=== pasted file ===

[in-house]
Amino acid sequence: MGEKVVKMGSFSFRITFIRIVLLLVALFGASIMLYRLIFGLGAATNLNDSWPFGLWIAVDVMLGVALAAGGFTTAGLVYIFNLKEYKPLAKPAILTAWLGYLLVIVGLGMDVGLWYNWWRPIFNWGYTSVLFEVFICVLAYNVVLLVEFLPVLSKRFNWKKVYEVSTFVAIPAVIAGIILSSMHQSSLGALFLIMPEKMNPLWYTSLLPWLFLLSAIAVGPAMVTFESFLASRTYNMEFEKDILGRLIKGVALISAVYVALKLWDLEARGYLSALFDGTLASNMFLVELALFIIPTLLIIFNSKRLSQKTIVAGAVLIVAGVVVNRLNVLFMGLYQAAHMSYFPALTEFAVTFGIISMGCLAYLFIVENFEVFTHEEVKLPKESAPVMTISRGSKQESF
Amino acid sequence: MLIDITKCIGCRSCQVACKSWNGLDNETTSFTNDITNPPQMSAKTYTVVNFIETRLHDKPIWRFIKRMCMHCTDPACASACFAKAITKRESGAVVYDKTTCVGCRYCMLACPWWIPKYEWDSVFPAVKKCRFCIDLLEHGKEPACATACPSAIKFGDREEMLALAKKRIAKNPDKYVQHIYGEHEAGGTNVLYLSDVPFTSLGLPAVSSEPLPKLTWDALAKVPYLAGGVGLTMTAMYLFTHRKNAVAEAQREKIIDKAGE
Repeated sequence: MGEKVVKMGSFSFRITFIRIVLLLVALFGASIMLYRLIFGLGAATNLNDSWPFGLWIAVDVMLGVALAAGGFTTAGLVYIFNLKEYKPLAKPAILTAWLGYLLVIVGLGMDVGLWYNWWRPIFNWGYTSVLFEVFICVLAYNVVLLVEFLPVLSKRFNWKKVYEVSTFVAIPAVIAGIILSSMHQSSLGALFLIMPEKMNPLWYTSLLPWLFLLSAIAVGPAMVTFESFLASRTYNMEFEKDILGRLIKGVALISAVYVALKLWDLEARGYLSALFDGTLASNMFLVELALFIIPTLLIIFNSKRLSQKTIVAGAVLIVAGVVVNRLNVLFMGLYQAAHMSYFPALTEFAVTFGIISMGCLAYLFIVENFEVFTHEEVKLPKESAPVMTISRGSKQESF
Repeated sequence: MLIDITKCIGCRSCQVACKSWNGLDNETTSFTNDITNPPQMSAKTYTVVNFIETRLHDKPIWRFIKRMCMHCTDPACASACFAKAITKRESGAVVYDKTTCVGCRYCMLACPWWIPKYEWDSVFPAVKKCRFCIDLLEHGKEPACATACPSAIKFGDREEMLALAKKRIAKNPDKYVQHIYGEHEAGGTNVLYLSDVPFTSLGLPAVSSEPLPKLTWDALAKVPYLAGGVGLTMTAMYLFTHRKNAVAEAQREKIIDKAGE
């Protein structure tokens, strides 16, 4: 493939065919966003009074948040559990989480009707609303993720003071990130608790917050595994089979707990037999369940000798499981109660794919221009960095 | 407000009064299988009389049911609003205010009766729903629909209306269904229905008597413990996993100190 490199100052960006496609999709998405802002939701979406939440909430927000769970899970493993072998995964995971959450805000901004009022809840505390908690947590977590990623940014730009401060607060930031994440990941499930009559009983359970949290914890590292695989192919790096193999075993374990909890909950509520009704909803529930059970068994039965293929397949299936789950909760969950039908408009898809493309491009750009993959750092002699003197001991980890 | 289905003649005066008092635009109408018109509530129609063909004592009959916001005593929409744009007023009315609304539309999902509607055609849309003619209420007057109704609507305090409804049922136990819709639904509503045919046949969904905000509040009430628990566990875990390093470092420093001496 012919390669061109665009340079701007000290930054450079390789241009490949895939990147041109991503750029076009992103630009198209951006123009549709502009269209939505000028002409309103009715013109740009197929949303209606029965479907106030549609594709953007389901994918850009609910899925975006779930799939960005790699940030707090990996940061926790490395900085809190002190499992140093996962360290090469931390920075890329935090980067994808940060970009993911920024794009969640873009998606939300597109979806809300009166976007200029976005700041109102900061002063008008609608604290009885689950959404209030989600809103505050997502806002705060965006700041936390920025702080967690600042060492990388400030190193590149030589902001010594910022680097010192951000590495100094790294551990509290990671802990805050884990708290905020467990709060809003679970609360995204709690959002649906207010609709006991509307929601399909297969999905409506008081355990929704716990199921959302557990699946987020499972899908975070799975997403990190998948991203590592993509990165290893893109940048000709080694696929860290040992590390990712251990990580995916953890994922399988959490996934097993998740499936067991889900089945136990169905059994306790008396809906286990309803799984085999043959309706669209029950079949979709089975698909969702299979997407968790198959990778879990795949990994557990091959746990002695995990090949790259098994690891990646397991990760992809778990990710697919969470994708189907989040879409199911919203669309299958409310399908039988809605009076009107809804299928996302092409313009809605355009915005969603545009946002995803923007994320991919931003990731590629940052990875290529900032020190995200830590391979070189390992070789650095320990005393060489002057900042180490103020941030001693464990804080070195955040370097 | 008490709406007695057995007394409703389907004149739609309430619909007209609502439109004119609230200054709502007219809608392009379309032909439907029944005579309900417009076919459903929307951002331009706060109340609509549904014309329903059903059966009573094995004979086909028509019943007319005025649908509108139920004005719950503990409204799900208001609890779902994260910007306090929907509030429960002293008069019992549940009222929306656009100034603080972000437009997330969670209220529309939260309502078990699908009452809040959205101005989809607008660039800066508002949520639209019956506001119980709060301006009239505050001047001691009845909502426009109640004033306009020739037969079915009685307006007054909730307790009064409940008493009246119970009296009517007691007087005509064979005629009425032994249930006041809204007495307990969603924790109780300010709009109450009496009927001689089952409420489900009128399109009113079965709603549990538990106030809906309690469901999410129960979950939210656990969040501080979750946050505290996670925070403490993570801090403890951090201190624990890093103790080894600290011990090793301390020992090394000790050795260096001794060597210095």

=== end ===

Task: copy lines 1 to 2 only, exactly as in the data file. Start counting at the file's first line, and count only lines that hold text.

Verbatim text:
[in-house]
Amino acid sequence: MGEKVVKMGSFSFRITFIRIVLLLVALFGASIMLYRLIFGLGAATNLNDSWPFGLWIAVDVMLGVALAAGGFTTAGLVYIFNLKEYKPLAKPAILTAWLGYLLVIVGLGMDVGLWYNWWRPIFNWGYTSVLFEVFICVLAYNVVLLVEFLPVLSKRFNWKKVYEVSTFVAIPAVIAGIILSSMHQSSLGALFLIMPEKMNPLWYTSLLPWLFLLSAIAVGPAMVTFESFLASRTYNMEFEKDILGRLIKGVALISAVYVALKLWDLEARGYLSALFDGTLASNMFLVELALFIIPTLLIIFNSKRLSQKTIVAGAVLIVAGVVVNRLNVLFMGLYQAAHMSYFPALTEFAVTFGIISMGCLAYLFIVENFEVFTHEEVKLPKESAPVMTISRGSKQESF